There’s an ad that’s been on our fence for over 10 years. We brought it home as a souvenir from a week on the Côte d’Azur in the fishing port of Villfranche-sur-mer, a place widely known because of the Cocteau Chapel or U2’s video Electrical Storm or the retired-Bond movie Never Say Never Again. A great place to spend a few days even if we’re not Dirty Rotten Scoundrels.
The ad is in metal and enamel, a touristy replica of the famous fin de siècle poster for Absinthe Blanqui. A fully clothed red-headed woman is adorned in green ribbons with an upper arm wrapped with a serpent. Or at least she was. The green devil dress and every other colour has drained away, a metaphor for the absinthe itself dripping through sugar cubes.
I’d always liked licorice as a child and I especially liked Bassetts Allsorts. I still cook with things like fennel, dill and caraway, even grated some star-anise into today’s lunch galettes. So perhaps it’s no surprise that I enjoyed a pastis from time to time. A measure poured on ice, a cloudy white aperitif that honed my taste buds before a meal. Sometimes Anis, Ricard or Pernod.
I’m not the only one with fond memories of meals in France that were all the more enjoyable for the aperitif. Which is why I took the opportunity to enjoy a pastis before dinner in The Grand Hotel in Niamey, Niger. We were three, sat out on the west facing terrace as the sun set, a slightly elevated view across the Niger River near the Kennedy Bridge. The ice in the glass might have been about to kill me but I really thought a pastis would render the moment sublime. And this was what I suggested to my French companions so that’s what we three ordered. At least that’s how I remember it.
I’d just spent four monotonous weeks in the Sahara desert with JP. We shared an office made within half of a 20 foot container and he tended to be somewhat taciturn, to say the least. Only for his sense of the absurd, it would have been as intolerable as sharing a jail cell. Now he had been joined in Niamey by his wife to celebrate his last such work assignment. This sunset seen from our perch within a modern city was fittingly beautiful. Yet sadly beautiful because the light was rendered sumptuous by diffusion through smoke rising from the wood fired cooking of dinners in endless shanties that would have besmirched the western bank of the river but for the brown smog. I hoped to see a hippo by the island below and kept an eye on the gently flowing river as the twilight deepened. And because of my distracted hippopotamus lookout, I was taken by surprise when several waiters rushed out to protect us and our drinks. The sky above was further darkened by squadrons of fruit bats flying west to find fruit and nectar after a day spent hanging around in their ‘camps’. Massive numbers of totally silent bats. It had started raining bat shit with a scent of the absurd.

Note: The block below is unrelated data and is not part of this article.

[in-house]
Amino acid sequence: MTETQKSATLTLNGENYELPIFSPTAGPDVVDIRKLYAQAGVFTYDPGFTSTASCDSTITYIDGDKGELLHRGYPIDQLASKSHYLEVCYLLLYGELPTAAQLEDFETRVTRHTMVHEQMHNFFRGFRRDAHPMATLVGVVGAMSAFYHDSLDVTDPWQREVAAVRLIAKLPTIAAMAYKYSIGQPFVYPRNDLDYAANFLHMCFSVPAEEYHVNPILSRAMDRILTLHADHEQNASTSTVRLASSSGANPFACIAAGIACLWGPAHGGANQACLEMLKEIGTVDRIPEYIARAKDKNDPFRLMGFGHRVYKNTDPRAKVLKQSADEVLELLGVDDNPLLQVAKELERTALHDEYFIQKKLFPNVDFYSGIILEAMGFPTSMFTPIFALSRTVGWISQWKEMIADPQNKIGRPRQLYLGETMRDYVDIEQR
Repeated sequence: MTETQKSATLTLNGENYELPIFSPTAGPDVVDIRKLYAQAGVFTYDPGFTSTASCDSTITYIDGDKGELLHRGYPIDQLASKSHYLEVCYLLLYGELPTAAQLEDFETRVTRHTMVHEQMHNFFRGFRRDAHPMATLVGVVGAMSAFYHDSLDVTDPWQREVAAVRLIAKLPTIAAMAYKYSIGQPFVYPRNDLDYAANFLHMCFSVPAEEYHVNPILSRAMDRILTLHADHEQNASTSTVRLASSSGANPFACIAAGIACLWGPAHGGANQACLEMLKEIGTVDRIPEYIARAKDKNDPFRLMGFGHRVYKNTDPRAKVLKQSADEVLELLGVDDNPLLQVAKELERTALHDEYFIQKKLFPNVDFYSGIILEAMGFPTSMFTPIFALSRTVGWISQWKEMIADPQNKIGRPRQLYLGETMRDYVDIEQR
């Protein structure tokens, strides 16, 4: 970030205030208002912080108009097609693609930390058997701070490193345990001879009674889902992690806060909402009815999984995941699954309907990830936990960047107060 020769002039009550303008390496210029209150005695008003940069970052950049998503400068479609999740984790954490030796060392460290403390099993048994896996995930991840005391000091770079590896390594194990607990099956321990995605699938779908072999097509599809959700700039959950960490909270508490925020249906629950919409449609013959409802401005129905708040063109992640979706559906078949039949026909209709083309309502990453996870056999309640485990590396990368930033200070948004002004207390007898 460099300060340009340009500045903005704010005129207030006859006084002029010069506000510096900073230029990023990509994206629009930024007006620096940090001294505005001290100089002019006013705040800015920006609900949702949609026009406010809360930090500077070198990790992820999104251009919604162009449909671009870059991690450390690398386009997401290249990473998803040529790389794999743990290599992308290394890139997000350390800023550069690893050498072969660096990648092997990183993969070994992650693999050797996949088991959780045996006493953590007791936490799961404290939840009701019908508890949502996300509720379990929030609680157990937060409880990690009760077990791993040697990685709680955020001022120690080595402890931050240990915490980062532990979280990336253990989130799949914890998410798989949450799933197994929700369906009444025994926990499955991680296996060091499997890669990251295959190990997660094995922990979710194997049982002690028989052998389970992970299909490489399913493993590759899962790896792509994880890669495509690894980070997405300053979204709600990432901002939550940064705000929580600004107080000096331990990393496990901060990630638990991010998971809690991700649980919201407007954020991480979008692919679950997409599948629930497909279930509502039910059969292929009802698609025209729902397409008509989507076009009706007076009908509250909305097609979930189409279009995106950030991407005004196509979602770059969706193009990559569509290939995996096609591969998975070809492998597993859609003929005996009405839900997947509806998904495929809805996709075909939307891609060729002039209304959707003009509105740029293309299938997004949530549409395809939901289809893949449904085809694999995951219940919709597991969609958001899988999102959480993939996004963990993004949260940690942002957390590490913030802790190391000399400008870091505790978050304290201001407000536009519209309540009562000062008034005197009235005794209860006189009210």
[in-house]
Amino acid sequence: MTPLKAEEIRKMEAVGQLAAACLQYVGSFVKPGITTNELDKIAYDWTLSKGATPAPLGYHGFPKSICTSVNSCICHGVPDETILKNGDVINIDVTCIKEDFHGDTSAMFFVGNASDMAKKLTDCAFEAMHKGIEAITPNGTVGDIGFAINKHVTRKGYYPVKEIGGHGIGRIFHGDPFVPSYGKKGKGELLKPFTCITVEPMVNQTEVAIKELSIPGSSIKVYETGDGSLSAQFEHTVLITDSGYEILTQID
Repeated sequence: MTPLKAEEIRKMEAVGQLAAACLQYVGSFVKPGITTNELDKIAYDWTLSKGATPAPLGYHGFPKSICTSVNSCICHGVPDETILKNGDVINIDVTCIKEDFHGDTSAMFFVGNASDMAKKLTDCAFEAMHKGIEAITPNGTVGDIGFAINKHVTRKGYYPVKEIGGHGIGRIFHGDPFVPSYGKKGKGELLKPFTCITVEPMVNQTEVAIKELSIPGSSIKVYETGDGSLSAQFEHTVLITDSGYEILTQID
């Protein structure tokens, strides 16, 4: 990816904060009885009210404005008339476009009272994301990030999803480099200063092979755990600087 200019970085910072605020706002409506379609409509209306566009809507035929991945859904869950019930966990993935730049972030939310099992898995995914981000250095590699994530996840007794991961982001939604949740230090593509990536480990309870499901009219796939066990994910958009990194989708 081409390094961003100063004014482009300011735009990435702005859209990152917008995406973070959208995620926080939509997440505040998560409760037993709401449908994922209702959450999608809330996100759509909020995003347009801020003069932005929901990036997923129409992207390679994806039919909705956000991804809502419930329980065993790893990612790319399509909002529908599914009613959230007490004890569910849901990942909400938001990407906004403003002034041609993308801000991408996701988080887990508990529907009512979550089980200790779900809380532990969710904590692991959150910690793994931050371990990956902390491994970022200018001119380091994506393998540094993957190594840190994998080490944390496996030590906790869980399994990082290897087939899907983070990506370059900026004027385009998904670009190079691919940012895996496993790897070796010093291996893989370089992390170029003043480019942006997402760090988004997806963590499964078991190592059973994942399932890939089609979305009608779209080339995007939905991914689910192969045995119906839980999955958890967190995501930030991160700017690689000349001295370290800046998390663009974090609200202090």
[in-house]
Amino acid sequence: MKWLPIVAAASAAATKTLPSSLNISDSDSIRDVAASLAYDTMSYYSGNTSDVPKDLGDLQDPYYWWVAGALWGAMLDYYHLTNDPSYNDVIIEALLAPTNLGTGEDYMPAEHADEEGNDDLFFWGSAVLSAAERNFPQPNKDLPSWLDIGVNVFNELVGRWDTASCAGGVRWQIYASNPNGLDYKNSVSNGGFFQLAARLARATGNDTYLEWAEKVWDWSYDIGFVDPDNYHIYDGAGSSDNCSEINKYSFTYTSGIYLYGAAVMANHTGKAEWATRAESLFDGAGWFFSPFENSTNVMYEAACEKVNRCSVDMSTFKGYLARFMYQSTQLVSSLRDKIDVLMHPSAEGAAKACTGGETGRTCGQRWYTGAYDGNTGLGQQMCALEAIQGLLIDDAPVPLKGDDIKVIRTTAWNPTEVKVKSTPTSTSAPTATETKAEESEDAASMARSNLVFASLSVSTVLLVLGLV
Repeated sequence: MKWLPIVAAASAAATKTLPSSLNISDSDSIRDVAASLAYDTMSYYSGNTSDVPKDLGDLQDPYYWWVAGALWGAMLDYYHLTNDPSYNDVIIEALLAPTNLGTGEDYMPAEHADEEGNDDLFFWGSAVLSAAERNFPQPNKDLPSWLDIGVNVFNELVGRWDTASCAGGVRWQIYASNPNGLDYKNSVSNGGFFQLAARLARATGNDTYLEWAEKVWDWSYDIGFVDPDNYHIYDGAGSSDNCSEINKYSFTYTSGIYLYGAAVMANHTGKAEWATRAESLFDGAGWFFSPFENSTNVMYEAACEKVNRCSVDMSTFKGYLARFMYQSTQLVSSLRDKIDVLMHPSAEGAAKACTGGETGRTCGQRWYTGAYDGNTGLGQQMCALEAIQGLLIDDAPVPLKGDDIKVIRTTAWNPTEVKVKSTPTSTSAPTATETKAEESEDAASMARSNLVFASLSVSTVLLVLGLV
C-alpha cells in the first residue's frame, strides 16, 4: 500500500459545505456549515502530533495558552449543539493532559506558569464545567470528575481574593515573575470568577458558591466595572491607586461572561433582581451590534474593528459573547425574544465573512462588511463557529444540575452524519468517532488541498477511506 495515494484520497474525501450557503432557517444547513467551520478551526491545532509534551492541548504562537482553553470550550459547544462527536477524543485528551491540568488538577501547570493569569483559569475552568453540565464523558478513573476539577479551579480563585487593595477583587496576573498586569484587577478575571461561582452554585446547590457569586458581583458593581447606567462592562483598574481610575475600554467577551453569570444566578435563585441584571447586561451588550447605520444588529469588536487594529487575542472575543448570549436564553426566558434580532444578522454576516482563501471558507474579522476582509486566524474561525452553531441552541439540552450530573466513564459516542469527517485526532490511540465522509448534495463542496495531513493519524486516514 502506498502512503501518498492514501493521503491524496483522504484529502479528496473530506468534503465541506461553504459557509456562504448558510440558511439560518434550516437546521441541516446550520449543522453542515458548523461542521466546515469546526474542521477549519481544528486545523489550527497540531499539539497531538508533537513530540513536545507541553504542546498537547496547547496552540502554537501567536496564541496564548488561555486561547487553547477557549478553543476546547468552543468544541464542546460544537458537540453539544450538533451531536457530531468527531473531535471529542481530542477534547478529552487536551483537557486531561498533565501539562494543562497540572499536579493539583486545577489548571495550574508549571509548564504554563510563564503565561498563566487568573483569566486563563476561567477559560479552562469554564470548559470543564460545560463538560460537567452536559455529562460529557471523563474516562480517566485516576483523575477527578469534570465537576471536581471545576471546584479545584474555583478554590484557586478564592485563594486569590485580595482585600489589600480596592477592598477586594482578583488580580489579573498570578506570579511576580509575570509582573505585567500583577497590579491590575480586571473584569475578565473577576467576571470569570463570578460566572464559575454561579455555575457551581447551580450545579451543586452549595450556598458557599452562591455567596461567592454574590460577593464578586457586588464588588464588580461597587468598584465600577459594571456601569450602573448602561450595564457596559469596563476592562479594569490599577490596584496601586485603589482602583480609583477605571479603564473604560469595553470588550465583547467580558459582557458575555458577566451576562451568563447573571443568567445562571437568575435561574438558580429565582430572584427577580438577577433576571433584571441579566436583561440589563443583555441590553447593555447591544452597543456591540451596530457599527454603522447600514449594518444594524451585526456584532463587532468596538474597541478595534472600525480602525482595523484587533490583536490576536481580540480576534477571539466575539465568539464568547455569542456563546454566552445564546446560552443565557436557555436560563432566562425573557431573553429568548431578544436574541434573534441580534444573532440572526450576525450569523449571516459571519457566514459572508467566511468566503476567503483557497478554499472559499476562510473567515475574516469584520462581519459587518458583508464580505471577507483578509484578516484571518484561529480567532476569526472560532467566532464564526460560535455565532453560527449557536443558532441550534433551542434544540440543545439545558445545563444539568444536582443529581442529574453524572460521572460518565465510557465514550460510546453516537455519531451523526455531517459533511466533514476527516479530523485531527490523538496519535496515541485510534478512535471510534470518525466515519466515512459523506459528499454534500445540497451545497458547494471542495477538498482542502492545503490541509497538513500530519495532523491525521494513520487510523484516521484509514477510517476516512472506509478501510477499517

A few years later, when it became possible to buy Absinthe again in the 1990s, I found an 80% bottle in a French airport en route home from an Algerian trip. We enjoyed the one bottle for years, because I’d only serve it while we were outside having a barbecue and this is Ireland where such opportunities are rare. The Green Fairy legends are legion and they say Aleister Crowley was a devotee as well as others you’ll have heard about. It was quite something to hear how garrulous we and our guests could be after just the one. So I’d never offer more lest they invoke satan or cut off an ear. A kind of controlled use of an abusive substance.
And after years of abuse by the weather, she faded away, the colour drained, the fence with a white-stained memory, cloudy like the water diluted drink itself. And then, like the long banned Absinthe she advertised, slowly but slowly, she reappeared, etched, ghostly, in rust, amidst whorls of ribbons that remind me of snail trails.